Hi Connie! If Ann and “Grace/Earl’s Parent” are 3/4 siblings (i.e., they have the same mother but their fathers are brothers (or vice versa)), then Ann and “Grace/Earl’s Parent” would share about 2200 cM on average and we would expect Ann to share about 1100 cM with Grace and Earl. That probably doesn’t line up well with the known amounts, since Ann shares so much DNA with Earl (1600 cM) and Grace (1459). That high sharing with Ann would be hard to reconcile with the low sharing between Grace/Earl and the 1Cs.

      But I think you’re hypothesizing a different relationship, namely the same mother but their fathers are HALF-brothers (or vice versa). So thus, Ann and “Grace/Earl’s Parent” would be half-siblings and half 1Cs. That would be even more distant than the relationship discussed above, so I’m even more dubious of this possibility.

      If I’m misinterpreting your hypothesis, let me know.

  4. CathyB 18 December 2018 / 1:13 pm

    I have a similar situation, but at the 2C level. I share only 57 cM with a 2C (alias “Sally Sue”) per paper trail, and photographic resemblances so I can’t rule out that we might really be half-2C’s… still working on requesting others in the family to test. Interestingly, my full-blooded brother (2507 cM shared w/me at Ancestry; similar amounts w/me at the other 3 main vendors) shares 111 cM with “Sally Sue”, and my dad shares 279 cM with “Sally Sue”, nominally his 1C1R. (And my brother and I each share roughly 3450 cM with our dad — and our mom — at multiple vendors.)

    Which brings me to my real point — NONE of these comparisons can be looked at in isolation. (It’s clear from your diagrams and your post you do consider the whole cluster of relationships; I’m not always convinced everyone else does. 🙂 )

    Meaning, in my own case, regardless of how additional DNA test evidence plays out for determining how “Sally Sue” is specifically related to my brother and me, it won’t change the fact that it’s the randomness of inheritance that gave my brother twice as much shared DNA with “Sally Sue” as I have with her.

  5. Lisa Wooldridge 18 December 2018 / 8:48 pm

    Great article!
    I ran into something similar with a second cousin about three years ago but was able to confirm that he was a full second cousin by testing my sister and a couple other cousins.
    What really I thought was really odd in my case was that my grandparents were first cousins and I would have thought that maybe my second cousin and I, would have shared more DNA between us than less DNA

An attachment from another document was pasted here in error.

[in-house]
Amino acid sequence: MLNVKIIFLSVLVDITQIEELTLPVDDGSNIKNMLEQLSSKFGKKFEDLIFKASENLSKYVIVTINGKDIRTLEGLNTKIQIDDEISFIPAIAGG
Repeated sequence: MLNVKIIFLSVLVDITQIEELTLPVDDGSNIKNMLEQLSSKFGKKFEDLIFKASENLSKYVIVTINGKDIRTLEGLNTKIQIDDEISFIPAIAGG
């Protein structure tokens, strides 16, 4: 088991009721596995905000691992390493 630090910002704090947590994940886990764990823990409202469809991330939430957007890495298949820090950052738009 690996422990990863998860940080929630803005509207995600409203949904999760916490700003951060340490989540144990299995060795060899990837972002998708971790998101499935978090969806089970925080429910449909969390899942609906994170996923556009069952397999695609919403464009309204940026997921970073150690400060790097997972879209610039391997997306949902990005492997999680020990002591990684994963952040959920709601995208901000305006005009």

6. Bill Powell 31 December 2018 / 8:44 am

    I just signed up for your newsletter and wanted to say thanks for this article.

    I am trying to help a cousin find his biological father. He has a new match on Ancestry at 1209 shared cms, a first cousin under normal shared cm probrabilities.

    As I have delved deeper into this, the known relationships of the new match who is helping us, and how she matches me and another cousin, has led me to at least consider another possibility. That they are not first cousins, but half siblings.

    Your article on this subject of outliers gives a great outline on how to work through this.

  7. Debbie Boxton 2 January 2019 / 7:09 pm

    I went through this scenario with my 1C, “E”. E tested 476 with me while she tested within range with my sister, “A” (778) and my other 1C, “T” (904) who are also her 1Cs. And E (1601), A (1447), T (1373) and I, “D” (1486) tested within range for our Aunt and Uncle (E 1831), (A 1779), (T 3582 – her dad), and I (D 1976), (who were siblings of our fathers). My sister is my full sibling at 2641. And I tested within range with my cousin T (845). We tested at Ancestry (Aunt’s numbers) and my deceased Uncle at FTDMA. E has come closest to me in numbers at Gedmatch where the DNA Detectives Green chart advises to add the autosomal to the X, so at 495 + 69 = 564. Anyway, I’ve hypothesized that she and I are outliers but 1C.

  8. Martin C Abrams 5 January 2019 / 12:34 pm

    I actually have a first cousin at 477 cM. At 23andMe, 477 autosomally plus 99 on the X.

    A consideration was that my cousin might be a half-cousin. But of our first nine Relatives in Common, 4 are connected to our grandfather and 5 are connected to our grandmother.

    My first cousin is a known person to me as we have always known each other.

  9. RJM 18 May 2019 / 2:58 am

    I have an outlier at the other extreme. I share 1513 cM with a 1C. The DNAPainter tool shows only a 0.37% probability that we are, in fact, 1C.

    However, I know the reason for this freakish result. Our mutual grandparents were full siblings.

    It seems more than likely that other extreme results, at the high end of the range, could be due to similar close relationships in the family tree.

  10. Jen M 24 May 2019 / 1:55 pm

    I also have an outlier situation that I would love some clarification on. My daughter is coming up with her paternal grandmother at 37.5% and 2787 cM’s. When I plug into DNA Painter is says they’re siblings. Have you seen a grandchild / grandparent relationship this high before?

  11. Cassandra 16 October 2019 / 8:05 pm

    My 1C and I share 354 CM. My dad, her uncle, shares only 740 CM with her. My other cousin, who is supposed to be my double cousin shares 1264 CM with me, 700 CM with my dad and 2100 CM with my mom. My dad and I have different shared dna matches to several members of another family from the town my grandmother grew up in. My 2 first cousins have a DNA match to a 2nd cousin on my presumed paternal grandfather’s side, however my dad and I do not match to him. We all match to cousins on my paternal grandmother’s side with expected DNA. So, I have pretty much concluded that my dad had a different father than his 4 older siblings (who have not been tested). Interestingly that would make my double cousin a 1.5 cousin, since we share 3 grandparents rather than 4? Does this sound like enough evidence to conclude this? There are other cousins and my brother who won’t or haven’t tested unfortunately.